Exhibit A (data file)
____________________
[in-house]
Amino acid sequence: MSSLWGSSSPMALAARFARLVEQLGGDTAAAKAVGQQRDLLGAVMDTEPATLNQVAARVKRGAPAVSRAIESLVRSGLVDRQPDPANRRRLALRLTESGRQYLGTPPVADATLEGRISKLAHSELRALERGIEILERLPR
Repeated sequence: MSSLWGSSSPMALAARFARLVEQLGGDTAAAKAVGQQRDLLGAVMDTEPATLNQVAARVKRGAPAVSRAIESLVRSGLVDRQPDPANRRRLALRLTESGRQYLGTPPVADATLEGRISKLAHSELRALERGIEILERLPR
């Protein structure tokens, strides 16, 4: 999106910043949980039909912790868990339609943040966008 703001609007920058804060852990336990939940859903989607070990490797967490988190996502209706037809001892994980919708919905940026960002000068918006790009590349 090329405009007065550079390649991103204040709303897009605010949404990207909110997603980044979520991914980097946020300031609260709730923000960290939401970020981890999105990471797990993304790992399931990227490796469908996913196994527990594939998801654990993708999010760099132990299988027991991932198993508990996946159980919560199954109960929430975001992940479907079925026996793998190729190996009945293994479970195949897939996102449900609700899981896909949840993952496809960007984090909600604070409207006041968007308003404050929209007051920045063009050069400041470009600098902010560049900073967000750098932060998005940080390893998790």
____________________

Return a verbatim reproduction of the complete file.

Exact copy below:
[in-house]
Amino acid sequence: MSSLWGSSSPMALAARFARLVEQLGGDTAAAKAVGQQRDLLGAVMDTEPATLNQVAARVKRGAPAVSRAIESLVRSGLVDRQPDPANRRRLALRLTESGRQYLGTPPVADATLEGRISKLAHSELRALERGIEILERLPR
Repeated sequence: MSSLWGSSSPMALAARFARLVEQLGGDTAAAKAVGQQRDLLGAVMDTEPATLNQVAARVKRGAPAVSRAIESLVRSGLVDRQPDPANRRRLALRLTESGRQYLGTPPVADATLEGRISKLAHSELRALERGIEILERLPR
């Protein structure tokens, strides 16, 4: 999106910043949980039909912790868990339609943040966008 703001609007920058804060852990336990939940859903989607070990490797967490988190996502209706037809001892994980919708919905940026960002000068918006790009590349 090329405009007065550079390649991103204040709303897009605010949404990207909110997603980044979520991914980097946020300031609260709730923000960290939401970020981890999105990471797990993304790992399931990227490796469908996913196994527990594939998801654990993708999010760099132990299988027991991932198993508990996946159980919560199954109960929430975001992940479907079925026996793998190729190996009945293994479970195949897939996102449900609700899981896909949840993952496809960007984090909600604070409207006041968007308003404050929209007051920045063009050069400041470009600098902010560049900073967000750098932060998005940080390893998790």